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Expression of class-3 semaphorins and their receptors in the neonatal and adult rat retina

Research group Verhaagen
Publication year 2004
Published in Investigative Ophthalmology & Visual Science
Authors Fred De Winter, Qi Cui, Natalie Symons, J. Verhaagen, Alan R Harvey

PURPOSE: Semaphorins comprise a family of molecules that influence the growth and guidance of neuronal processes. Class-3 semaphorins are secreted proteins, and their effects are mediated by neuropilin (NP) and plexin (Plx) receptors. There is considerable information on mechanisms that influence axonal guidance and plasticity in the mammalian visual system, but a role for semaphorins has received less scrutiny. The purpose of the current study was to survey class-3 semaphorin and cognate receptor expression in young and adult rat retinas.

METHOD: The mRNA expression of five class-3 semaphorins (3A, 3B, 3C, 3E, and 3F) and receptor subtypes NP-1 and -2 and plexins A1 and A2 was determined, by using riboprobes and in situ hybridization on cryosections of newborn (postnatal day [P]0), juvenile (P14), and adult rat retinas. Retinal ganglion cells (RGCs) were identified by retrograde labeling after injections of a fluorescent tracer (Fluorogold, FG) into the superior colliculus. Hybridized sections were also immunostained to identify specific retinal cell classes.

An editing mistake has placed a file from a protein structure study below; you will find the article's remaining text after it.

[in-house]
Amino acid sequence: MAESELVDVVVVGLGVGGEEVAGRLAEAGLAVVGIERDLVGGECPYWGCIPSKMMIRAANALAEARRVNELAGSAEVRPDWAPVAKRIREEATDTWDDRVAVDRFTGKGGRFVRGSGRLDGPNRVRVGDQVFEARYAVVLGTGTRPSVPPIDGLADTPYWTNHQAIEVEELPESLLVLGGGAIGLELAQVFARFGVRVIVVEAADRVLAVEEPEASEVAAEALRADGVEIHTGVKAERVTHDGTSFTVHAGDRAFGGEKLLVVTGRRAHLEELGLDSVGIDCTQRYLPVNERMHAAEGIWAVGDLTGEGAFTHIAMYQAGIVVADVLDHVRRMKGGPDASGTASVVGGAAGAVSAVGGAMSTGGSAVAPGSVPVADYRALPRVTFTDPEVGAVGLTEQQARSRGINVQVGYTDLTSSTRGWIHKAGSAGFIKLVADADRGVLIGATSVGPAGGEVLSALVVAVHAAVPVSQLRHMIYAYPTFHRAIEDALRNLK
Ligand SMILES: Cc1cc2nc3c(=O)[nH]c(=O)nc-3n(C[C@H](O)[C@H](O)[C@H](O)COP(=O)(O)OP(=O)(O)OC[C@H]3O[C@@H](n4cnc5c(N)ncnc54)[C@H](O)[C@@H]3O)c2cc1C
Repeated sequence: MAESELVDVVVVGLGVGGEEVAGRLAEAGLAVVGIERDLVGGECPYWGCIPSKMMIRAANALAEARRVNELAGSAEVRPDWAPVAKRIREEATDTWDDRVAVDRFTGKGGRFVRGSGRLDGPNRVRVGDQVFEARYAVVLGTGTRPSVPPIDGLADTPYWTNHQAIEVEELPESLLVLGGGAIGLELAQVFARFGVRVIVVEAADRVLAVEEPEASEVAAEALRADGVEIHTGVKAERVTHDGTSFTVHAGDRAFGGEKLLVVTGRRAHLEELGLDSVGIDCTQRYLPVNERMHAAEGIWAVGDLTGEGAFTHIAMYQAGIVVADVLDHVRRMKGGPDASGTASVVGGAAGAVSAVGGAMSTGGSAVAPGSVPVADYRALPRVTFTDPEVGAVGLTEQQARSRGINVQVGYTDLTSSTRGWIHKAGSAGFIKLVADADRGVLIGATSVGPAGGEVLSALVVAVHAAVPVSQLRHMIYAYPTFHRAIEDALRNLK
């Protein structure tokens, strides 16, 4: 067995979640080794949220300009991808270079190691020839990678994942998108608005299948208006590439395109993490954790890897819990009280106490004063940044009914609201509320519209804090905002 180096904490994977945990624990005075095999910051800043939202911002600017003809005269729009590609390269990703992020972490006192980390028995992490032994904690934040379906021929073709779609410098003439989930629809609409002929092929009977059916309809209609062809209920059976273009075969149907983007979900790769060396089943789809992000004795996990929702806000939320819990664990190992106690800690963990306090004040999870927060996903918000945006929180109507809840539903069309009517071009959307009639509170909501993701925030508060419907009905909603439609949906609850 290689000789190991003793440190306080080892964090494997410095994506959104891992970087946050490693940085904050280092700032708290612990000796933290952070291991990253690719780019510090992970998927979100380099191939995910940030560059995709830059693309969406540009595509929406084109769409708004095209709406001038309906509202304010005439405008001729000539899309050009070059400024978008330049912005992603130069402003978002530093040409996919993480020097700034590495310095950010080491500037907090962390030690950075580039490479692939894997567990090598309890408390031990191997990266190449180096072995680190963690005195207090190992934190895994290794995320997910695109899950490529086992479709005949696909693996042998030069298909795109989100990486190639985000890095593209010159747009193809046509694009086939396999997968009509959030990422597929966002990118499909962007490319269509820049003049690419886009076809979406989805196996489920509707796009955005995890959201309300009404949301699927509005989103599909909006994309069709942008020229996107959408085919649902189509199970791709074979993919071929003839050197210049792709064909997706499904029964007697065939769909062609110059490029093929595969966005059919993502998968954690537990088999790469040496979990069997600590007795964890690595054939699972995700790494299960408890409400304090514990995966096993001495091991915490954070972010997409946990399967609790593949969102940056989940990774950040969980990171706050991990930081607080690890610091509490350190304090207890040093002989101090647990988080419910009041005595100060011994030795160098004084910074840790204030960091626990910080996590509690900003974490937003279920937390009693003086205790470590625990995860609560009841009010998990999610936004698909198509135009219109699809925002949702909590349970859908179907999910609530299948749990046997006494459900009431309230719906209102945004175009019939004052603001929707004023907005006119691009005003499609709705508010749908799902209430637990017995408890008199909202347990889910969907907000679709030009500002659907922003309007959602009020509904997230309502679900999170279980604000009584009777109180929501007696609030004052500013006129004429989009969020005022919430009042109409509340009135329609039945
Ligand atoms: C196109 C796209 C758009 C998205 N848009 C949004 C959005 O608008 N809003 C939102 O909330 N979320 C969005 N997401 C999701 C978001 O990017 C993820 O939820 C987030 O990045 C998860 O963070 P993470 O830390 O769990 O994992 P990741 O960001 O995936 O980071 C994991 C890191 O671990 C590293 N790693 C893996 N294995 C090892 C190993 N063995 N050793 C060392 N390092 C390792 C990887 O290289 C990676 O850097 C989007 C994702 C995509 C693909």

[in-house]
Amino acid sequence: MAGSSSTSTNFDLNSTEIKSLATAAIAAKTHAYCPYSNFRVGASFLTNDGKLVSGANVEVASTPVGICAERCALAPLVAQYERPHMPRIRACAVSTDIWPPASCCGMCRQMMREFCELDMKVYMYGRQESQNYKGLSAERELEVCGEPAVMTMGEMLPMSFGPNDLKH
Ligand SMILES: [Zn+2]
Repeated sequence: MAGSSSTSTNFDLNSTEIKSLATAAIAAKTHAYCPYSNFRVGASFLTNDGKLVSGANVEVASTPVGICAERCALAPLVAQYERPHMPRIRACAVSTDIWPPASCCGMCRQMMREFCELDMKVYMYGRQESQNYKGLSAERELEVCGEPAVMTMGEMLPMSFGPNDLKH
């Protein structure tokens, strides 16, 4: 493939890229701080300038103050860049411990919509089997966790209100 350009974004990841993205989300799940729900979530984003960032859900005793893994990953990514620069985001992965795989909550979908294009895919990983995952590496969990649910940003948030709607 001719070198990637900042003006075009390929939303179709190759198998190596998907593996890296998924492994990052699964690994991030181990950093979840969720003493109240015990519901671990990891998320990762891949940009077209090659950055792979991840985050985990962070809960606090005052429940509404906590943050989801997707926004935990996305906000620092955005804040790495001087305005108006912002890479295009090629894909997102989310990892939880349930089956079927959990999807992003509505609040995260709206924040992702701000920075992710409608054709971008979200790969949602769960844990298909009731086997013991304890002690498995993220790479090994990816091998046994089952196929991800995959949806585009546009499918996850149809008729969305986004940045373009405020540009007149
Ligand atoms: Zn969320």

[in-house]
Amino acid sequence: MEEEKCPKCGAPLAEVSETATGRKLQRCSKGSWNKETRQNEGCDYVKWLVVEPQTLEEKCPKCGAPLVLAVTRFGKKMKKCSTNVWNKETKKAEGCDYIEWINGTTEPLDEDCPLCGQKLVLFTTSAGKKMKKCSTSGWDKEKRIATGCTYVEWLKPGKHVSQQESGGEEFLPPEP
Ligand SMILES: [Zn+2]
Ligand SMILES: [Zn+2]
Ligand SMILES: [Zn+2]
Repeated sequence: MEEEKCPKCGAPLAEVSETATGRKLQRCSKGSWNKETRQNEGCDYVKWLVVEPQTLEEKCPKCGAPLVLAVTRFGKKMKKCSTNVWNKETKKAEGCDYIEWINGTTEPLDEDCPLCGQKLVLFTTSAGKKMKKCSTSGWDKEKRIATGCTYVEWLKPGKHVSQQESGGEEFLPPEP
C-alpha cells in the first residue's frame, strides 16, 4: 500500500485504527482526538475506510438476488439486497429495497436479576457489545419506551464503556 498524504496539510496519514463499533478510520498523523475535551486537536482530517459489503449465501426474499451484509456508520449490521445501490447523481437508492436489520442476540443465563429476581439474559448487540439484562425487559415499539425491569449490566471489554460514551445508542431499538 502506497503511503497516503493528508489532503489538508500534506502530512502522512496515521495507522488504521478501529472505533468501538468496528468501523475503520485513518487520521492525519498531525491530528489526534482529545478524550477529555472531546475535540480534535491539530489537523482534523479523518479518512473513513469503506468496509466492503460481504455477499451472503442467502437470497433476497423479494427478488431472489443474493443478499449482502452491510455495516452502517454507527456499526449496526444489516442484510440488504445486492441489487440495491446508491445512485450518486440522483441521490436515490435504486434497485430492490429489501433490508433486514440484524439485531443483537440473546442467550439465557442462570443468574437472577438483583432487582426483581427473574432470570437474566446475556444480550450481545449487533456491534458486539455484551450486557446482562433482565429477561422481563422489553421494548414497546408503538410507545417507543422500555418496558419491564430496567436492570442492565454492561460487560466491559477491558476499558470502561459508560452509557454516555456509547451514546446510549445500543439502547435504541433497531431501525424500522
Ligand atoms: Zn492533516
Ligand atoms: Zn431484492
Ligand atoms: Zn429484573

RESULTS: mRNA expression for all five members of the class-3 semaphorin family was seen in adult FG-labeled RGCs. Qualitatively, expression was highest for semaphorins 3B and 3C, and lowest for 3A. Levels of mRNA expression in RGCs were lower in newborn retinas but were adult-like by P14. Expression by different cell types in the inner nuclear layer was also seen, especially at P14. Expression of NP-2 and PlxA2 mRNAs was evident in developing inner nuclear and ganglion cell layers at birth. Expression increased postnatally and was maintained into adulthood. NP-1 and PlxA1 expression was also present, but at comparatively lower levels.

CONCLUSIONS: The presence of class-3 semaphorins and their receptors in neonatal and adult rat retina suggests a potential role for these proteins in retinal development and in the maturation, stabilization, and plasticity of mammalian primary visual pathways.

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